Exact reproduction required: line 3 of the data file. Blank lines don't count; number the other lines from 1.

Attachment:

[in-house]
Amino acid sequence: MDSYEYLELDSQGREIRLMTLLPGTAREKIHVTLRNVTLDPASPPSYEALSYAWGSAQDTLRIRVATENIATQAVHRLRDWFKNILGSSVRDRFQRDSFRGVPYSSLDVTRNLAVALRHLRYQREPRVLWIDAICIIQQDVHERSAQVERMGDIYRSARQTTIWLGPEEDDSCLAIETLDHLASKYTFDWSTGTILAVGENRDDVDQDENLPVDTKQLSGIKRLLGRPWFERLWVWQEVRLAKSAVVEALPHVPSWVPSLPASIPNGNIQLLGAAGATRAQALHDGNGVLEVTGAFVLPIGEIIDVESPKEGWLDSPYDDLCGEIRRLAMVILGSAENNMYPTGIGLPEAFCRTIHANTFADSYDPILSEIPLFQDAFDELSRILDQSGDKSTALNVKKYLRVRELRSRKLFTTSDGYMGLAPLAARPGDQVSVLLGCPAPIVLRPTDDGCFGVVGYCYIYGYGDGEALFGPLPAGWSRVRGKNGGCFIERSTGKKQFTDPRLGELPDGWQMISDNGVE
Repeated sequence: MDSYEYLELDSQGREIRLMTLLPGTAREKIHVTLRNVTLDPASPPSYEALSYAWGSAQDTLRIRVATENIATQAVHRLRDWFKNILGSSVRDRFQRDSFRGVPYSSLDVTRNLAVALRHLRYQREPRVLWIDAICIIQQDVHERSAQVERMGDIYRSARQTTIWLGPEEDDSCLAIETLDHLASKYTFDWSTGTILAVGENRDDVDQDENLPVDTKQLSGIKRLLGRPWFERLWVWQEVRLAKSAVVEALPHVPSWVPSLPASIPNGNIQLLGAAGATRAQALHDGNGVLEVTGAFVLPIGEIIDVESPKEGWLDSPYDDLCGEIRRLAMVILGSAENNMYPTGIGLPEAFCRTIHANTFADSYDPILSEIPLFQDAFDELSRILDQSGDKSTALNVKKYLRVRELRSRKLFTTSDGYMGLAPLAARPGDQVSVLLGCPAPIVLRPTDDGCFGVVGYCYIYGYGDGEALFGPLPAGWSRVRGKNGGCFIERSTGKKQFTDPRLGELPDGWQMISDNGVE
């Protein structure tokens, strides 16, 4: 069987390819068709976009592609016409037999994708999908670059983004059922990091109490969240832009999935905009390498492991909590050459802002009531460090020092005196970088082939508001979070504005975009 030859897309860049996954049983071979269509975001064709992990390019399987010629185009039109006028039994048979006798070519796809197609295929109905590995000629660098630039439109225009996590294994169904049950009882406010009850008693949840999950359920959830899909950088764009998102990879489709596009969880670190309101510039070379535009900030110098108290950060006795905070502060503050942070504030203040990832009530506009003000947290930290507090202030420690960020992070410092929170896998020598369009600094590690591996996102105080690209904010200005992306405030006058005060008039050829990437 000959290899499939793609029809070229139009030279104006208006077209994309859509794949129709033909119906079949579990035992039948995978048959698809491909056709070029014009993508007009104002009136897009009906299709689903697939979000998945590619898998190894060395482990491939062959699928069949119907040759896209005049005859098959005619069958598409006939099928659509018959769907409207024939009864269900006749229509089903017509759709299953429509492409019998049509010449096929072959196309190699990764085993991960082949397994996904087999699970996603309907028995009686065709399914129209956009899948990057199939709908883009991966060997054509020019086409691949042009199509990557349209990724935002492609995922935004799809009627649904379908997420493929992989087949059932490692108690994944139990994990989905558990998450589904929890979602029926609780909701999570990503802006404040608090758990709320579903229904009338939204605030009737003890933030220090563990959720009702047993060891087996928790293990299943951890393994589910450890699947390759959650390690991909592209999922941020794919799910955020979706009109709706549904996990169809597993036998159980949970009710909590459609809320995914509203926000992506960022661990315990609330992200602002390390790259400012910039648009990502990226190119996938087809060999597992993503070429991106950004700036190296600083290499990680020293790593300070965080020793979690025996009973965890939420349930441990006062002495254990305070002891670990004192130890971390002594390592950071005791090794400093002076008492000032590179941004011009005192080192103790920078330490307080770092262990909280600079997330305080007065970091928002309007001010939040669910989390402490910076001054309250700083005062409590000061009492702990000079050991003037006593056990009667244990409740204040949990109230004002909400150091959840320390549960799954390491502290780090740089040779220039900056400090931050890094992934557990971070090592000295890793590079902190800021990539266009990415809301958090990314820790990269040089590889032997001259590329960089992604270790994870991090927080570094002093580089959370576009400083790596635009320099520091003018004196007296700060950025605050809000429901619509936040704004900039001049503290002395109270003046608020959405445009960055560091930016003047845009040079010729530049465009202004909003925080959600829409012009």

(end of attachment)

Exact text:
Repeated sequence: MDSYEYLELDSQGREIRLMTLLPGTAREKIHVTLRNVTLDPASPPSYEALSYAWGSAQDTLRIRVATENIATQAVHRLRDWFKNILGSSVRDRFQRDSFRGVPYSSLDVTRNLAVALRHLRYQREPRVLWIDAICIIQQDVHERSAQVERMGDIYRSARQTTIWLGPEEDDSCLAIETLDHLASKYTFDWSTGTILAVGENRDDVDQDENLPVDTKQLSGIKRLLGRPWFERLWVWQEVRLAKSAVVEALPHVPSWVPSLPASIPNGNIQLLGAAGATRAQALHDGNGVLEVTGAFVLPIGEIIDVESPKEGWLDSPYDDLCGEIRRLAMVILGSAENNMYPTGIGLPEAFCRTIHANTFADSYDPILSEIPLFQDAFDELSRILDQSGDKSTALNVKKYLRVRELRSRKLFTTSDGYMGLAPLAARPGDQVSVLLGCPAPIVLRPTDDGCFGVVGYCYIYGYGDGEALFGPLPAGWSRVRGKNGGCFIERSTGKKQFTDPRLGELPDGWQMISDNGVE